A 50% reduction from 2005 levels by 2030 is a minimum level urged by environmental groups, hundreds of corporations and European Union lawmakers. It would be the first upgrade of the U.S. climate target since 2015, when former President Barack Obama pledged a 26%-28% reduction by 2025.

Washington was also close to clinching deals with the governments of Japan, South Korea and Canada to accelerate their targets to decarbonize, the two sources said. It was not immediately clear if those nations would make announcements at the event, and representatives of those countries have not commented on the discussions.

The stakes for the meeting are high. Leaders from roughly 40 countries including China, India, Brazil and Russia have been invited, with hopes they will double down on past pledges to reduce climate warming emissions. So far, international pledges to decarbonize would shave only 1% off global emissions by 2030 compared with 2010 levels, a fraction of what scientists say is needed to avert the worst impacts of climate change.

The virtual summit on April 22-23, kicking off on Earth Day, will be an opportunity for Democratic President Joe Biden to reclaim U.S. leadership in global climate efforts, after four years during which his predecessor, Republican Donald Trump, downplayed the issue to support the oil and coal industries.

Biden’s climate envoy, John Kerry, has spent the last few months on countless Zoom appearances and on a globe-hopping tour, concluding this week in China and South Korea, to persuade countries to use next week’s summit to hike their commitments to protect the planet.

The Biden administration has been laying the groundwork for its new target, unveiling a $2 trillion infrastructure package to expand clean energy and transport.

The European Union last year agreed to reduce its net emissions at least 55% by 2030 from 1990 levels – currently the most ambitious among big emitters.

“All eyes are on the Biden summit next week as a key moment for John Kerry’s diplomatic skills to be put to work in aligning all countries with a halving of emissions in this decade, as science demands,” said Christiana Figueres, former executive secretary of the United Nations Framework Convention on Climate Change.


Next week’s U.S. summit is the first in a string of meetings of world leaders – including the G7 and G20 – ahead of the United Nations climate summit in November, known as COP26. That serves as the deadline for nearly 200 countries to update their climate pledges under the Paris Agreement, an international accord set in 2015 to combat global warming.

But as global powers tussle over percentage points, in countries already facing the impacts of a warming world, patience is wearing thin.

Developing countries – many of which are vulnerable to rising seas, heatwaves and rainfall made more severe by climate change – are expected to offer their own goals at the summit, said Pablo Vieira, director of the NDC Partnership, which has been helping developing nations craft their climate targets.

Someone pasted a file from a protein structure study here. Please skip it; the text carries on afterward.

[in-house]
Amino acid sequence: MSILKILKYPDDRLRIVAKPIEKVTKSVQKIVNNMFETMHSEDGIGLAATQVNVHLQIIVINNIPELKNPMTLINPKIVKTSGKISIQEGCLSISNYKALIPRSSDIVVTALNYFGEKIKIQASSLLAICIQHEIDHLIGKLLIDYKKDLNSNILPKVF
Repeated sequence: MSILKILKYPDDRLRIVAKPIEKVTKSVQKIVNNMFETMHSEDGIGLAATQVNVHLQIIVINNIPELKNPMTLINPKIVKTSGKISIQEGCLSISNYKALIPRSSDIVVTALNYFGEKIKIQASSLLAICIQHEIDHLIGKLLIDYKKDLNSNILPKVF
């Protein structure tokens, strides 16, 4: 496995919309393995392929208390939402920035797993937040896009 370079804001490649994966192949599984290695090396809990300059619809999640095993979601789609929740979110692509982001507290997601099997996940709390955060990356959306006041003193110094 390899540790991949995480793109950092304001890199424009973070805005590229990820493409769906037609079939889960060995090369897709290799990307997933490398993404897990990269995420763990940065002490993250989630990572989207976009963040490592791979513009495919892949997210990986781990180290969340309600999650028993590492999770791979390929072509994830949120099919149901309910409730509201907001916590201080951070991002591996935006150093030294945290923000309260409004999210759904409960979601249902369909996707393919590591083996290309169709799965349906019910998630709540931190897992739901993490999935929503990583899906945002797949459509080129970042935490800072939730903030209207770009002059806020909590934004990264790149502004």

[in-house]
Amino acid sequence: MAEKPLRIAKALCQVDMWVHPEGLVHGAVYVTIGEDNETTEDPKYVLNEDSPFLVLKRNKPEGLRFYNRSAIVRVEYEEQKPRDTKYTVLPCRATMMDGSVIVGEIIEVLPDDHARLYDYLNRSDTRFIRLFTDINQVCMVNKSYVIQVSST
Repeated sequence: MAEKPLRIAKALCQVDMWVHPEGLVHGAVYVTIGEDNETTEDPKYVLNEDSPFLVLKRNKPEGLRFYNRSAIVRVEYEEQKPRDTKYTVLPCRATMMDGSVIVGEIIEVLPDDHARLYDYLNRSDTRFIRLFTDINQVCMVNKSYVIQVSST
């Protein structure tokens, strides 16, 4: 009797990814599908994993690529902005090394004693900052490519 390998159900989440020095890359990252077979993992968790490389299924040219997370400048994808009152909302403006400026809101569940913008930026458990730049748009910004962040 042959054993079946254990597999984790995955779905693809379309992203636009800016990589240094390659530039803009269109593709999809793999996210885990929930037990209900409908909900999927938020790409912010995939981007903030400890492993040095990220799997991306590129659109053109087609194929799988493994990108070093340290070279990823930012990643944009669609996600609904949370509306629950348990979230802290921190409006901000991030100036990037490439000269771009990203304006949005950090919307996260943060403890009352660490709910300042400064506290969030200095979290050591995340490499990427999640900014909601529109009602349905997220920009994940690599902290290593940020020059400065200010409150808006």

They will also repeat their demand that rich nations offer more money to help them cut emissions and adapt to the impacts it is already unleashing in countries like Bangladesh, South Sudan and the Marshall Islands.


U.S. talks with Japan, South Korea and Canada have focused on trying to get each country to commit to cut emissions at least 50% by 2030, according to the two sources familiar with the U.S. negotiations.

Japan and South Korea both rely on coal for power generation and winding that dependence down and their finance of coal plants abroad could yield significant emissions cuts in the next 10 years, the sources said.

Canada may have a tougher challenge.

“We don’t have quite that luxury here because coal is a much smaller part of our grid,” Canada‘s Environment Minister Jonathan Wilkinson said. But he added: “We are working to stretch as far as we can.”

Canada, which has a large oil industry, currently has a target to cut emissions 30% below 2005 levels by 2030.

Other major emitters appear less keen to take the plunge, including India, China, Brazil and Russia.

India, the third-largest emitting country behind China and the United States, is resisting because it expects more developed nations to take on the bulk of global reductions.

“What we are suffering today is caused a 100 years ago,” said Prakash Javadekar, India’s Minister of Environment, Forest & Climate Change, pointing to emissions from the United States and Europe. “Historical responsibility is a very important aspect. We cannot just forget it.”

China’s special climate envoy, Xie Zhenhua, was meeting with Kerry in Shanghai this week to discuss climate change, the foreign ministry said. China promised last year that its greenhouse gas output would peak by 2030, a target environmental groups say is insufficient.

U.S. and Brazilian officials, meanwhile, have been working since February on a billion-dollar deal to fund Brazil’s protection of the Amazon rainforest, but diplomatic sources said a deal is unlikely by April 22.

Russia, another big emitter, has not yet confirmed if President Vladimir Putin will participate in the summit. With Moscow’s ties with the West at a post-Cold War low, the U.S. summit has generated little buzz in Russia.

(Reporting by Valerie Volcovici in Washington and Kate Abnett in Brussells; Additional reporting by Neha Arora and Sanjeev Miglani in New Delhi, Thomas Balmforth in Moscow, Tony Munroe in Beijing, Jake Spring in Brasilia and David Ljunggren in OttawaEditing by Richard Valdmanis, Katy Daigle and Lisa Shumaker)